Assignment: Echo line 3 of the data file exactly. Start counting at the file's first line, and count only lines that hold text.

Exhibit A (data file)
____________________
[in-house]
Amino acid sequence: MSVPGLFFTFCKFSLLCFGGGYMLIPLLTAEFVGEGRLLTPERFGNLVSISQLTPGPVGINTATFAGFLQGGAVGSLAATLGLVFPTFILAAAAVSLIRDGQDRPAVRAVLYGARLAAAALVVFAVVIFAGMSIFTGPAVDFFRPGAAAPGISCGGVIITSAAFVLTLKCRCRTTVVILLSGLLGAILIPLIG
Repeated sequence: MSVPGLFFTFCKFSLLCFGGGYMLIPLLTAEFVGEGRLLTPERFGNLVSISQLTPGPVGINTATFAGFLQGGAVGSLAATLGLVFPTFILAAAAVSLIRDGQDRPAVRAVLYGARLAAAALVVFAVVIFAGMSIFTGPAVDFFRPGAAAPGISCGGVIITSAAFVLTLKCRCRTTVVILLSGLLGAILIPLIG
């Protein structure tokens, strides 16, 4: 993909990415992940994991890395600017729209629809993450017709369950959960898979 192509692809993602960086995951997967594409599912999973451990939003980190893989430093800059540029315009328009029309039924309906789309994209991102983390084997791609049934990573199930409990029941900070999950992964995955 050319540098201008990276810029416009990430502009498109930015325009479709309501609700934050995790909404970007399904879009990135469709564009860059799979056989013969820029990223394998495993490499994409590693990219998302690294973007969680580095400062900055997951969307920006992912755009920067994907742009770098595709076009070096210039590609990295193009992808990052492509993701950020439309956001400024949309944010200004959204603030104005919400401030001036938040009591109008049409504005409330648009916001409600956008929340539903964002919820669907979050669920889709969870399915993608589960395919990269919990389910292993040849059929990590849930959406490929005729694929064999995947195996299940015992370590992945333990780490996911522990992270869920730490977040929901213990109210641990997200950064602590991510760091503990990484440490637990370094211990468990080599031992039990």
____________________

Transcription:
Repeated sequence: MSVPGLFFTFCKFSLLCFGGGYMLIPLLTAEFVGEGRLLTPERFGNLVSISQLTPGPVGINTATFAGFLQGGAVGSLAATLGLVFPTFILAAAAVSLIRDGQDRPAVRAVLYGARLAAAALVVFAVVIFAGMSIFTGPAVDFFRPGAAAPGISCGGVIITSAAFVLTLKCRCRTTVVILLSGLLGAILIPLIG